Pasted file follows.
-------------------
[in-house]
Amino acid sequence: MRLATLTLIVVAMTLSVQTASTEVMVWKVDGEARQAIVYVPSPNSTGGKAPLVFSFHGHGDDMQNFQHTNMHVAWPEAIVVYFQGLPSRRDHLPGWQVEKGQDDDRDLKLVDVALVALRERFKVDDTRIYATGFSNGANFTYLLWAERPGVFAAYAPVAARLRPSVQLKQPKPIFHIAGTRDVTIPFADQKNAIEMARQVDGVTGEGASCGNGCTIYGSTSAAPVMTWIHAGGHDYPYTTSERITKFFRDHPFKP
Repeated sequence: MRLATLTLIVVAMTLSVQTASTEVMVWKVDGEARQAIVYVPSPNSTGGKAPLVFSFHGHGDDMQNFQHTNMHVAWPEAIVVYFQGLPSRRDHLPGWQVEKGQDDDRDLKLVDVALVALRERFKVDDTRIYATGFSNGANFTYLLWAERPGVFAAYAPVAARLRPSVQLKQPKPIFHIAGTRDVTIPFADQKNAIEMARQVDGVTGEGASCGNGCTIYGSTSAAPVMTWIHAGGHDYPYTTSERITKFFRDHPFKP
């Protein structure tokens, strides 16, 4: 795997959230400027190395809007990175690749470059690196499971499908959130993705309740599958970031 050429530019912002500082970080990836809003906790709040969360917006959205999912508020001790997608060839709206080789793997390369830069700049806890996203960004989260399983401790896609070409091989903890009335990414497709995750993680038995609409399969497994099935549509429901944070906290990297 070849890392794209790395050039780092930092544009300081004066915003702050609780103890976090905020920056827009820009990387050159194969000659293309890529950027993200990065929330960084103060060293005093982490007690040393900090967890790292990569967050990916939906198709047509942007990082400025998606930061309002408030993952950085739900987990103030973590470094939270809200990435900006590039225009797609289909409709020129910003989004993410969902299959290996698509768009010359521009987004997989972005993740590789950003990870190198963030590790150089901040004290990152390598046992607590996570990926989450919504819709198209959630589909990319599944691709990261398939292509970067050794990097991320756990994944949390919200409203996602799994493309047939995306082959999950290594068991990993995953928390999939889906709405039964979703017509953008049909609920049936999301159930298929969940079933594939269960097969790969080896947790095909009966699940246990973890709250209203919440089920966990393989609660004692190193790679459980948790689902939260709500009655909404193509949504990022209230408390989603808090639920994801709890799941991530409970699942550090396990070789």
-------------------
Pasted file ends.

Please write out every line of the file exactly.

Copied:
[in-house]
Amino acid sequence: MRLATLTLIVVAMTLSVQTASTEVMVWKVDGEARQAIVYVPSPNSTGGKAPLVFSFHGHGDDMQNFQHTNMHVAWPEAIVVYFQGLPSRRDHLPGWQVEKGQDDDRDLKLVDVALVALRERFKVDDTRIYATGFSNGANFTYLLWAERPGVFAAYAPVAARLRPSVQLKQPKPIFHIAGTRDVTIPFADQKNAIEMARQVDGVTGEGASCGNGCTIYGSTSAAPVMTWIHAGGHDYPYTTSERITKFFRDHPFKP
Repeated sequence: MRLATLTLIVVAMTLSVQTASTEVMVWKVDGEARQAIVYVPSPNSTGGKAPLVFSFHGHGDDMQNFQHTNMHVAWPEAIVVYFQGLPSRRDHLPGWQVEKGQDDDRDLKLVDVALVALRERFKVDDTRIYATGFSNGANFTYLLWAERPGVFAAYAPVAARLRPSVQLKQPKPIFHIAGTRDVTIPFADQKNAIEMARQVDGVTGEGASCGNGCTIYGSTSAAPVMTWIHAGGHDYPYTTSERITKFFRDHPFKP
């Protein structure tokens, strides 16, 4: 795997959230400027190395809007990175690749470059690196499971499908959130993705309740599958970031 050429530019912002500082970080990836809003906790709040969360917006959205999912508020001790997608060839709206080789793997390369830069700049806890996203960004989260399983401790896609070409091989903890009335990414497709995750993680038995609409399969497994099935549509429901944070906290990297 070849890392794209790395050039780092930092544009300081004066915003702050609780103890976090905020920056827009820009990387050159194969000659293309890529950027993200990065929330960084103060060293005093982490007690040393900090967890790292990569967050990916939906198709047509942007990082400025998606930061309002408030993952950085739900987990103030973590470094939270809200990435900006590039225009797609289909409709020129910003989004993410969902299959290996698509768009010359521009987004997989972005993740590789950003990870190198963030590790150089901040004290990152390598046992607590996570990926989450919504819709198209959630589909990319599944691709990261398939292509970067050794990097991320756990994944949390919200409203996602799994493309047939995306082959999950290594068991990993995953928390999939889906709405039964979703017509953008049909609920049936999301159930298929969940079933594939269960097969790969080896947790095909009966699940246990973890709250209203919440089920966990393989609660004692190193790679459980948790689902939260709500009655909404193509949504990022209230408390989603808090639920994801709890799941991530409970699942550090396990070789």